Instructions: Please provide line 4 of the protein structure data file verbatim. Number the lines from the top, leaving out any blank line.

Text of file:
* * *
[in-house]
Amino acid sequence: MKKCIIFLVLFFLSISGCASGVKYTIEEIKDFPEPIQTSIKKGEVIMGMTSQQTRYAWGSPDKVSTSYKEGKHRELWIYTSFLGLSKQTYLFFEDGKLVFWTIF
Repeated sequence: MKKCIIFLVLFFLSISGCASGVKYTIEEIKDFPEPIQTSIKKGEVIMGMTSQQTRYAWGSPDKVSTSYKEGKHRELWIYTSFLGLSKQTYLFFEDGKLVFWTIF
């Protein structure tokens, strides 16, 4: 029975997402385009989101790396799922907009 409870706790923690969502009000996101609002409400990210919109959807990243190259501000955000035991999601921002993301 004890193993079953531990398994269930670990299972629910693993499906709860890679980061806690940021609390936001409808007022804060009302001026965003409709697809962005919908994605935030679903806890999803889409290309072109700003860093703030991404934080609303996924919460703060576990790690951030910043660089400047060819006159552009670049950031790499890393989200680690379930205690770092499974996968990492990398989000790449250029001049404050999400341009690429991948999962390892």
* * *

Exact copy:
């Protein structure tokens, strides 16, 4: 029975997402385009989101790396799922907009 409870706790923690969502009000996101609002409400990210919109959807990243190259501000955000035991999601921002993301 004890193993079953531990398994269930670990299972629910693993499906709860890679980061806690940021609390936001409808007022804060009302001026965003409709697809962005919908994605935030679903806890999803889409290309072109700003860093703030991404934080609303996924919460703060576990790690951030910043660089400047060819006159552009670049950031790499890393989200680690379930205690770092499974996968990492990398989000790449250029001049404050999400341009690429991948999962390892």